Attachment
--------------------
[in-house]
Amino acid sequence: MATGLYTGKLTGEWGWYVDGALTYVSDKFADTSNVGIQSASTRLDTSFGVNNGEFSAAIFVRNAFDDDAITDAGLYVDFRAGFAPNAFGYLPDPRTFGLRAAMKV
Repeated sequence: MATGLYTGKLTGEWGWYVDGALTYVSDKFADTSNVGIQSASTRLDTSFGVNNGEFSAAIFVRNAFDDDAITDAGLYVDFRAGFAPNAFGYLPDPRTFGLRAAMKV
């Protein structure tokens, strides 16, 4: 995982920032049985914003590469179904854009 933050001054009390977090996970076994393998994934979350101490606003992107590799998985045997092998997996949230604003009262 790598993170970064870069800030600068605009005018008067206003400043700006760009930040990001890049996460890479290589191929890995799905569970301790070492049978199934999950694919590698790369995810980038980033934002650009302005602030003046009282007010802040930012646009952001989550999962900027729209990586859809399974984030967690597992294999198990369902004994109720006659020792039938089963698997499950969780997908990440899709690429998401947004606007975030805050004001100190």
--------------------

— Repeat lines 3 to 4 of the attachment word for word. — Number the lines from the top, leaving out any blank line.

Repeated sequence: MATGLYTGKLTGEWGWYVDGALTYVSDKFADTSNVGIQSASTRLDTSFGVNNGEFSAAIFVRNAFDDDAITDAGLYVDFRAGFAPNAFGYLPDPRTFGLRAAMKV
């Protein structure tokens, strides 16, 4: 995982920032049985914003590469179904854009 933050001054009390977090996970076994393998994934979350101490606003992107590799998985045997092998997996949230604003009262 790598993170970064870069800030600068605009005018008067206003400043700006760009930040990001890049996460890479290589191929890995799905569970301790070492049978199934999950694919590698790369995810980038980033934002650009302005602030003046009282007010802040930012646009952001989550999962900027729209990586859809399974984030967690597992294999198990369902004994109720006659020792039938089963698997499950969780997908990440899709690429998401947004606007975030805050004001100190």